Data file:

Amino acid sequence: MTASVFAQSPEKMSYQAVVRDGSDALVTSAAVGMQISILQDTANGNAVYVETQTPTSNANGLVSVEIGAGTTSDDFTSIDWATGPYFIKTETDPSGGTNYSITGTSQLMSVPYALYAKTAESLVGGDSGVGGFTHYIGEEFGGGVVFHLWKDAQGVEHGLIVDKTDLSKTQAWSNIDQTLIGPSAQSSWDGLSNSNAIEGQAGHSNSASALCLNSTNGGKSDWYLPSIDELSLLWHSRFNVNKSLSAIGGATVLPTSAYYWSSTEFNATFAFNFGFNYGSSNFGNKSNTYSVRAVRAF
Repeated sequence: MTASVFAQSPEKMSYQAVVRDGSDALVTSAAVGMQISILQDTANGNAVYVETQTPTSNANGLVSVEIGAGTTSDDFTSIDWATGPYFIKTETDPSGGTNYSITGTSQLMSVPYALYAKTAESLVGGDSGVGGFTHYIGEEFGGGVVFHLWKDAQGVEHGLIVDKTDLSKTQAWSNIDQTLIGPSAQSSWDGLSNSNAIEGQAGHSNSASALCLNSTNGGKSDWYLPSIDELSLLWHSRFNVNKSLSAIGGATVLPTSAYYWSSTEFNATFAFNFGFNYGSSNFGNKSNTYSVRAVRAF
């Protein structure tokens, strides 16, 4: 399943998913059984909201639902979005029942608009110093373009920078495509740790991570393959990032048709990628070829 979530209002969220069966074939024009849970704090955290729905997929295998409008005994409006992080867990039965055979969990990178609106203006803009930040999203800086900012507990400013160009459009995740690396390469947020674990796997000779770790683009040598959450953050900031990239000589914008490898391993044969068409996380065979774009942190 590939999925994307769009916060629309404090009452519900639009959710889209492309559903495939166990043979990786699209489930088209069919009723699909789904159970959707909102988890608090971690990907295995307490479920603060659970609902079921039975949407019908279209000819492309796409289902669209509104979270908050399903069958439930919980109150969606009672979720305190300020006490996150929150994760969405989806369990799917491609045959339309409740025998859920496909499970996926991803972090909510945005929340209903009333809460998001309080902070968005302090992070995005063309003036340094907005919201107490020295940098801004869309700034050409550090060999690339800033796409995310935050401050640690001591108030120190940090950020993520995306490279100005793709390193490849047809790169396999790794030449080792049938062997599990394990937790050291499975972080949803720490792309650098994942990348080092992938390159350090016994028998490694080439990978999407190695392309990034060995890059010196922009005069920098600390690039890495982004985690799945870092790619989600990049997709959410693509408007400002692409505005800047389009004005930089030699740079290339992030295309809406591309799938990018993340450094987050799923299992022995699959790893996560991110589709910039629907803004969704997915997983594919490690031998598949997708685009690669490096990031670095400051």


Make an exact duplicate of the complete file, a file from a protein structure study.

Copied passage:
Amino acid sequence: MTASVFAQSPEKMSYQAVVRDGSDALVTSAAVGMQISILQDTANGNAVYVETQTPTSNANGLVSVEIGAGTTSDDFTSIDWATGPYFIKTETDPSGGTNYSITGTSQLMSVPYALYAKTAESLVGGDSGVGGFTHYIGEEFGGGVVFHLWKDAQGVEHGLIVDKTDLSKTQAWSNIDQTLIGPSAQSSWDGLSNSNAIEGQAGHSNSASALCLNSTNGGKSDWYLPSIDELSLLWHSRFNVNKSLSAIGGATVLPTSAYYWSSTEFNATFAFNFGFNYGSSNFGNKSNTYSVRAVRAF
Repeated sequence: MTASVFAQSPEKMSYQAVVRDGSDALVTSAAVGMQISILQDTANGNAVYVETQTPTSNANGLVSVEIGAGTTSDDFTSIDWATGPYFIKTETDPSGGTNYSITGTSQLMSVPYALYAKTAESLVGGDSGVGGFTHYIGEEFGGGVVFHLWKDAQGVEHGLIVDKTDLSKTQAWSNIDQTLIGPSAQSSWDGLSNSNAIEGQAGHSNSASALCLNSTNGGKSDWYLPSIDELSLLWHSRFNVNKSLSAIGGATVLPTSAYYWSSTEFNATFAFNFGFNYGSSNFGNKSNTYSVRAVRAF
């Protein structure tokens, strides 16, 4: 399943998913059984909201639902979005029942608009110093373009920078495509740790991570393959990032048709990628070829 979530209002969220069966074939024009849970704090955290729905997929295998409008005994409006992080867990039965055979969990990178609106203006803009930040999203800086900012507990400013160009459009995740690396390469947020674990796997000779770790683009040598959450953050900031990239000589914008490898391993044969068409996380065979774009942190 590939999925994307769009916060629309404090009452519900639009959710889209492309559903495939166990043979990786699209489930088209069919009723699909789904159970959707909102988890608090971690990907295995307490479920603060659970609902079921039975949407019908279209000819492309796409289902669209509104979270908050399903069958439930919980109150969606009672979720305190300020006490996150929150994760969405989806369990799917491609045959339309409740025998859920496909499970996926991803972090909510945005929340209903009333809460998001309080902070968005302090992070995005063309003036340094907005919201107490020295940098801004869309700034050409550090060999690339800033796409995310935050401050640690001591108030120190940090950020993520995306490279100005793709390193490849047809790169396999790794030449080792049938062997599990394990937790050291499975972080949803720490792309650098994942990348080092992938390159350090016994028998490694080439990978999407190695392309990034060995890059010196922009005069920098600390690039890495982004985690799945870092790619989600990049997709959410693509408007400002692409505005800047389009004005930089030699740079290339992030295309809406591309799938990018993340450094987050799923299992022995699959790893996560991110589709910039629907803004969704997915997983594919490690031998598949997708685009690669490096990031670095400051």